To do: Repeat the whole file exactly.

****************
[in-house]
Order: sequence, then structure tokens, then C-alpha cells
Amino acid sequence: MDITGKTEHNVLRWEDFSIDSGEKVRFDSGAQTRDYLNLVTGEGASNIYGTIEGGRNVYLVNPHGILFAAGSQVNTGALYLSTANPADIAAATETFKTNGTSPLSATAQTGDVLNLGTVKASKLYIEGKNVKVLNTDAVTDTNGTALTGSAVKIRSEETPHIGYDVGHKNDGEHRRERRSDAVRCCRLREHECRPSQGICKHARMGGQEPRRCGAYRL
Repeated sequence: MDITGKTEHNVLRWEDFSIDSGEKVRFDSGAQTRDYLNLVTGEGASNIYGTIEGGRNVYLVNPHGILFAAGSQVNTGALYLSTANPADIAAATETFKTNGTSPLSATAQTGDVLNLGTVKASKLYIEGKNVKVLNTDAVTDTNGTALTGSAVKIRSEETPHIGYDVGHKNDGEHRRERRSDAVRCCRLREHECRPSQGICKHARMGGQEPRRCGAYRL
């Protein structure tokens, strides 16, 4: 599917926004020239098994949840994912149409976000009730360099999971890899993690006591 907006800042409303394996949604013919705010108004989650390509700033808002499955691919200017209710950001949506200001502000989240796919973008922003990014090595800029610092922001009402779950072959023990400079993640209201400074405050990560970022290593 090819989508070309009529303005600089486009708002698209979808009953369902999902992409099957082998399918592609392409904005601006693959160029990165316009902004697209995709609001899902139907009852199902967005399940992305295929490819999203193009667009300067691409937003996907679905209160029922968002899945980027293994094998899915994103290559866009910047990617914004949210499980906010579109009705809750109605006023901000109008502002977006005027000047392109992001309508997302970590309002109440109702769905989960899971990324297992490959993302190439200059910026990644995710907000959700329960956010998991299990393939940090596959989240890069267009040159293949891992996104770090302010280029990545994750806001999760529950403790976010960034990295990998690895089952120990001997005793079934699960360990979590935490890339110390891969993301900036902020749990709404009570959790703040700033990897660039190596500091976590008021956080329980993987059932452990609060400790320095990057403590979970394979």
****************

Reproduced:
[in-house]
Order: sequence, then structure tokens, then C-alpha cells
Amino acid sequence: MDITGKTEHNVLRWEDFSIDSGEKVRFDSGAQTRDYLNLVTGEGASNIYGTIEGGRNVYLVNPHGILFAAGSQVNTGALYLSTANPADIAAATETFKTNGTSPLSATAQTGDVLNLGTVKASKLYIEGKNVKVLNTDAVTDTNGTALTGSAVKIRSEETPHIGYDVGHKNDGEHRRERRSDAVRCCRLREHECRPSQGICKHARMGGQEPRRCGAYRL
Repeated sequence: MDITGKTEHNVLRWEDFSIDSGEKVRFDSGAQTRDYLNLVTGEGASNIYGTIEGGRNVYLVNPHGILFAAGSQVNTGALYLSTANPADIAAATETFKTNGTSPLSATAQTGDVLNLGTVKASKLYIEGKNVKVLNTDAVTDTNGTALTGSAVKIRSEETPHIGYDVGHKNDGEHRRERRSDAVRCCRLREHECRPSQGICKHARMGGQEPRRCGAYRL
């Protein structure tokens, strides 16, 4: 599917926004020239098994949840994912149409976000009730360099999971890899993690006591 907006800042409303394996949604013919705010108004989650390509700033808002499955691919200017209710950001949506200001502000989240796919973008922003990014090595800029610092922001009402779950072959023990400079993640209201400074405050990560970022290593 090819989508070309009529303005600089486009708002698209979808009953369902999902992409099957082998399918592609392409904005601006693959160029990165316009902004697209995709609001899902139907009852199902967005399940992305295929490819999203193009667009300067691409937003996907679905209160029922968002899945980027293994094998899915994103290559866009910047990617914004949210499980906010579109009705809750109605006023901000109008502002977006005027000047392109992001309508997302970590309002109440109702769905989960899971990324297992490959993302190439200059910026990644995710907000959700329960956010998991299990393939940090596959989240890069267009040159293949891992996104770090302010280029990545994750806001999760529950403790976010960034990295990998690895089952120990001997005793079934699960360990979590935490890339110390891969993301900036902020749990709404009570959790703040700033990897660039190596500091976590008021956080329980993987059932452990609060400790320095990057403590979970394979």